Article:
2022-10-12Zeitschriftenartikel DOI: 10.18452/25756
Energy and glacier mass balance of Fürkeleferner, Italy: past, present, and future
The energy and mass balance of mountain glaciers translate into volume changes that play out as area changes over time. From this, together with former moraines during maximum advances, information on past climate conditions and the climatic drivers behind during glacier advances can be obtained. Here, we use the distributed COupled Snowpack and Ice surface energy and mass balance model in PYthon (COSIPY) to simulate the present state of an Italian glacier, named Fürkeleferner, for the mass balance years 2013–2017. Next, we investigate the local climate during the time of the last “Little Ice Age” (LIA) maximum glacier advance using COSIPY together with the LIA glacier outline retrieved from moraine mapping and a digital elevation model (DEM) adapted for the glacier’s geometry at the time of the LIA as a benchmark. Furthermore, the glacier’s sensitivity to future air temperature increase of +1 K and +2 K is investigated using the same model. For all simulations, meteorological data of closely located climate stations are used to force the model. We show the individual monthly contribution of individual energy and mass balance components. Refreezing during the summer months is an important component of the energy and mass balance, on average about 9 % relative to total annual ablation. The results from simulating past climate show a 2.8 times larger glacier area for Fürkeleferner during the LIA than today. This further implies a 2.5 K colder climate, assuming that the amount of precipitation was 10 %–20 % in excess of today’s value. Concerning further temperature increase of 2 K, the glacier would only consist of the ablation area implying sustained mass loss and eventual total mass loss. Even under current climatic conditions, the glacier area would have to decrease to 17 % of its current area to be in a steady state. We discuss the reliability of the results by comparing simulated present mass balance to measured mass balances of neighboring glaciers in the European Alps and with short-term measurements on Fürkeleferner itself. In conclusion, we are able to show how the glacier responds to past and future climate change and determine the climatic drivers behind.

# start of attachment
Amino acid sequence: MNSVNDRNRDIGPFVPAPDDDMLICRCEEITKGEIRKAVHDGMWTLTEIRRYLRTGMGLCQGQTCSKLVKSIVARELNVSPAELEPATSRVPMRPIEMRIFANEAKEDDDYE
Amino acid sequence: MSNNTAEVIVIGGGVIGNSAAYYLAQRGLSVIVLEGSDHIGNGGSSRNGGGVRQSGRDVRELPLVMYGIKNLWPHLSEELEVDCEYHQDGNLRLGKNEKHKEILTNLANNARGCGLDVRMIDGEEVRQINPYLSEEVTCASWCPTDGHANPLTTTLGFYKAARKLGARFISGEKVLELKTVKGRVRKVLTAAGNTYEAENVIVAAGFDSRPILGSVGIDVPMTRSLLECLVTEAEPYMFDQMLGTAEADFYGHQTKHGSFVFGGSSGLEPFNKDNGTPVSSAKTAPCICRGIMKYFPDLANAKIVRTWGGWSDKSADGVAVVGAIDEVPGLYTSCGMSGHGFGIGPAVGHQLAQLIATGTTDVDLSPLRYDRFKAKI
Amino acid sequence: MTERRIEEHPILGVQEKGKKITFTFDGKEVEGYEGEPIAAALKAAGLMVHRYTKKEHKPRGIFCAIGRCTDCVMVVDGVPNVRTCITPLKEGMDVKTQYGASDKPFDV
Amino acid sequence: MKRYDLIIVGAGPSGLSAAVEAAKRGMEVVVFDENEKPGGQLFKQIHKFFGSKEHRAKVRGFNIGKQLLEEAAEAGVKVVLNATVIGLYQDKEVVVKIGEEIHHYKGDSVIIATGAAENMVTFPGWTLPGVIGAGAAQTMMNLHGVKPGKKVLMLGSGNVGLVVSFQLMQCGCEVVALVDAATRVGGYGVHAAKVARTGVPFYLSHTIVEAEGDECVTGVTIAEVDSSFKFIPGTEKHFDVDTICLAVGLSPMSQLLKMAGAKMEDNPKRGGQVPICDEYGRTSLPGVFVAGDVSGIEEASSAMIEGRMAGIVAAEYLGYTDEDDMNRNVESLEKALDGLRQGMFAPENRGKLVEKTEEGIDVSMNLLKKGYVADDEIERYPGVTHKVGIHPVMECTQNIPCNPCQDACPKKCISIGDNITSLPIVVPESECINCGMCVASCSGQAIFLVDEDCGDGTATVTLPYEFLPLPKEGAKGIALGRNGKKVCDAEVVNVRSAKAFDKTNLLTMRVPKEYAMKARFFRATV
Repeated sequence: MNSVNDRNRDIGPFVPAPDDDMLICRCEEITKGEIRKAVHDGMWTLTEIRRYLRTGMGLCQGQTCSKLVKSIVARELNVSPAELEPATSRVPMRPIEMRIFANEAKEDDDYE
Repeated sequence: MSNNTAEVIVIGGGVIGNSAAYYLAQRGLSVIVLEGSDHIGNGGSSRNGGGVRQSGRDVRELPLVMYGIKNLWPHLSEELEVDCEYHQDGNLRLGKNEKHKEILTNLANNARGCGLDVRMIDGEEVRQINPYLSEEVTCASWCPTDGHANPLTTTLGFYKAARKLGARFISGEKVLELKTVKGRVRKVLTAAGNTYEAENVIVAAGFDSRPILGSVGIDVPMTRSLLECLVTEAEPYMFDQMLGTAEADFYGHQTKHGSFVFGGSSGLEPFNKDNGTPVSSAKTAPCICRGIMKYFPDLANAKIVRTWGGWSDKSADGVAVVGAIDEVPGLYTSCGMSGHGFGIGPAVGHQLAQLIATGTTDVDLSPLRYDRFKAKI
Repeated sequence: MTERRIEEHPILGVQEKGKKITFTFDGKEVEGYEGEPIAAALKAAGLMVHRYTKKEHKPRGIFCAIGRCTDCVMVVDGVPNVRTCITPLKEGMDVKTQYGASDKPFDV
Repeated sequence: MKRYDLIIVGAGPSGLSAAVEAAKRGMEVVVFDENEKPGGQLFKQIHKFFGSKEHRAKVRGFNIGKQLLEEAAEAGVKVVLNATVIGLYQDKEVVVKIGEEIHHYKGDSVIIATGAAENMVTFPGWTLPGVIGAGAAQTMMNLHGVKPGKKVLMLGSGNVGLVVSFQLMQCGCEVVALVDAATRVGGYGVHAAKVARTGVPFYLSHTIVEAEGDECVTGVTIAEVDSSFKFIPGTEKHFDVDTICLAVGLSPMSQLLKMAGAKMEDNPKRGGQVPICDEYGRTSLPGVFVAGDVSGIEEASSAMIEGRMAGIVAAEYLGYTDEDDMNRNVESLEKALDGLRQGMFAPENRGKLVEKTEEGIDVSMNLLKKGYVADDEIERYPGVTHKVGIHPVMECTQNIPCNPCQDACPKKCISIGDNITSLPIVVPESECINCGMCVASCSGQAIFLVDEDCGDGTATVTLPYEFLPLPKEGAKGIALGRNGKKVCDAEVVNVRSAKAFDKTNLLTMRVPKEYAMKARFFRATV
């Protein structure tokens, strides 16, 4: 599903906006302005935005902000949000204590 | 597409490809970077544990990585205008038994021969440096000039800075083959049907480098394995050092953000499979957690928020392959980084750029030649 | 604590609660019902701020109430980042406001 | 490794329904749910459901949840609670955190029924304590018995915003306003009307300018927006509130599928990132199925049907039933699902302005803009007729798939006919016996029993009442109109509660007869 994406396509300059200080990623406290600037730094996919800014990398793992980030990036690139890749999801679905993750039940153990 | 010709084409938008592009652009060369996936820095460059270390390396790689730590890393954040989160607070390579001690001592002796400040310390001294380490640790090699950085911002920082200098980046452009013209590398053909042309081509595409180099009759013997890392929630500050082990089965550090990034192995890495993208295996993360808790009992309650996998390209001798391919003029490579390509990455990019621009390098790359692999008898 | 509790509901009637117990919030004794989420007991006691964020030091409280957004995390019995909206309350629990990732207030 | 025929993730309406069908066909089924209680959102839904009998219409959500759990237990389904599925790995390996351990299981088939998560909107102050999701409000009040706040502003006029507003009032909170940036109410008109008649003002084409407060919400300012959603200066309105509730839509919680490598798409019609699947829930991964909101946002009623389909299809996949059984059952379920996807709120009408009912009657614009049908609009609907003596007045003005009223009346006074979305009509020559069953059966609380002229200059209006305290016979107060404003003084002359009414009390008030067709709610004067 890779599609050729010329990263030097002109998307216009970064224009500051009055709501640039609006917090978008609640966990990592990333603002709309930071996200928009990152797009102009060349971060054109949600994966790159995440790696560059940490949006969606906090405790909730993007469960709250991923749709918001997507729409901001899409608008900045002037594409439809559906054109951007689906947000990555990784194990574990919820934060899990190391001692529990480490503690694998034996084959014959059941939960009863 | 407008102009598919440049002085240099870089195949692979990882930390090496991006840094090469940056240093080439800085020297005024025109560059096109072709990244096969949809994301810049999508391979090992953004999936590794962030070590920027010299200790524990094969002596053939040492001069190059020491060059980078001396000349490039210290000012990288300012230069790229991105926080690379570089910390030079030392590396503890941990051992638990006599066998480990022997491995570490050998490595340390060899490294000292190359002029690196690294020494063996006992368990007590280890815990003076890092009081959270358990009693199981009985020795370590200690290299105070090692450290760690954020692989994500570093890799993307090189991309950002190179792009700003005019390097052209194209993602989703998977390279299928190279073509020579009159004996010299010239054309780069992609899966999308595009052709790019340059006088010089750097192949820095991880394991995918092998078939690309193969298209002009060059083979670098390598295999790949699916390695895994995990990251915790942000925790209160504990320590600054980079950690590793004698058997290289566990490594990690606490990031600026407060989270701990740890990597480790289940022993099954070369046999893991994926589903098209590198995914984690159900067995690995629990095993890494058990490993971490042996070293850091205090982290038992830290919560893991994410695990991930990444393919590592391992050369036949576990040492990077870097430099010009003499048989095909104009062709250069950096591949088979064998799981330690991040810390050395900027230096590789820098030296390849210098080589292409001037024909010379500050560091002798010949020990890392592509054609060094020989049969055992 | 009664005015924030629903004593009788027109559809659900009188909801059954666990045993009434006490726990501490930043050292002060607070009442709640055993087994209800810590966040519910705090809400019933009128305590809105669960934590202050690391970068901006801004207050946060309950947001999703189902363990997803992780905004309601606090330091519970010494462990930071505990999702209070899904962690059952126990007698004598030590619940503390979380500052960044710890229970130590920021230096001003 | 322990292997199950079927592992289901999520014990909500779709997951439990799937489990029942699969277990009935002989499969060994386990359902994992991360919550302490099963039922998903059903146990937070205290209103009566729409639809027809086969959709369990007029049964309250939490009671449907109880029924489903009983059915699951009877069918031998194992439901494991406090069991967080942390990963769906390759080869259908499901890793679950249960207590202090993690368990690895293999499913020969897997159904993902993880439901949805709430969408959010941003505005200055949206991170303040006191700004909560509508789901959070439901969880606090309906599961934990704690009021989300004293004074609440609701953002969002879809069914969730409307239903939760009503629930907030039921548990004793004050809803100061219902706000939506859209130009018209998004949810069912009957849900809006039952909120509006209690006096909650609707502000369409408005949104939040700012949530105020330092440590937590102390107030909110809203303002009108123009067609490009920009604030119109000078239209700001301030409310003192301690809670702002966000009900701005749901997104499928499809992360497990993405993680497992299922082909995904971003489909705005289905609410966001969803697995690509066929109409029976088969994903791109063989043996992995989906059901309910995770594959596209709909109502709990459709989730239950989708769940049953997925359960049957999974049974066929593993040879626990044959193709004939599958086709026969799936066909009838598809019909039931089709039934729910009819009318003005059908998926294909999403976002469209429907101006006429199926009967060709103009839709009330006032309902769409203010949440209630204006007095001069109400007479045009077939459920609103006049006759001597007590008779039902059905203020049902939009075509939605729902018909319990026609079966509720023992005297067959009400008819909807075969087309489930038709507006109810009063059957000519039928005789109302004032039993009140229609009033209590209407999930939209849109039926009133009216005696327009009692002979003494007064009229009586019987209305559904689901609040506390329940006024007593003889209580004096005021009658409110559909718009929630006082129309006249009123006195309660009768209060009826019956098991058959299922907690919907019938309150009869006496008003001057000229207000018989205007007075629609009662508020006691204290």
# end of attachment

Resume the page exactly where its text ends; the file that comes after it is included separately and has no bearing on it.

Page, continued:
This article was supported by the German Research Foundation (DFG) and the Open Access Publication Fund of Humboldt-Universität zu Berlin.